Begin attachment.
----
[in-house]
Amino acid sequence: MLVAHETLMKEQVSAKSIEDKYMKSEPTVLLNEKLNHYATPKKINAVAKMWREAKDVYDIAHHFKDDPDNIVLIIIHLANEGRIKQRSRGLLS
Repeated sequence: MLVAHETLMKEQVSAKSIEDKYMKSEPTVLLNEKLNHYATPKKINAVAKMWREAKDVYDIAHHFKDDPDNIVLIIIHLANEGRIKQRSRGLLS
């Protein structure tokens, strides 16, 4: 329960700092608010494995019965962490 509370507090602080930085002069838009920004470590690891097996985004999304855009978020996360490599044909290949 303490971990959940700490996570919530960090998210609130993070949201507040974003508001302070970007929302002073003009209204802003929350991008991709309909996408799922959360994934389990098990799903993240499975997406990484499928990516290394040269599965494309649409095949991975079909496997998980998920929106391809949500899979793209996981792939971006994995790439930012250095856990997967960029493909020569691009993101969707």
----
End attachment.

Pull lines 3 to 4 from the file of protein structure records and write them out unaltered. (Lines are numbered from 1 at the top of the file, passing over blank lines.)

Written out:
Repeated sequence: MLVAHETLMKEQVSAKSIEDKYMKSEPTVLLNEKLNHYATPKKINAVAKMWREAKDVYDIAHHFKDDPDNIVLIIIHLANEGRIKQRSRGLLS
């Protein structure tokens, strides 16, 4: 329960700092608010494995019965962490 509370507090602080930085002069838009920004470590690891097996985004999304855009978020996360490599044909290949 303490971990959940700490996570919530960090998210609130993070949201507040974003508001302070970007929302002073003009209204802003929350991008991709309909996408799922959360994934389990098990799903993240499975997406990484499928990516290394040269599965494309649409095949991975079909496997998980998920929106391809949500899979793209996981792939971006994995790439930012250095856990997967960029493909020569691009993101969707």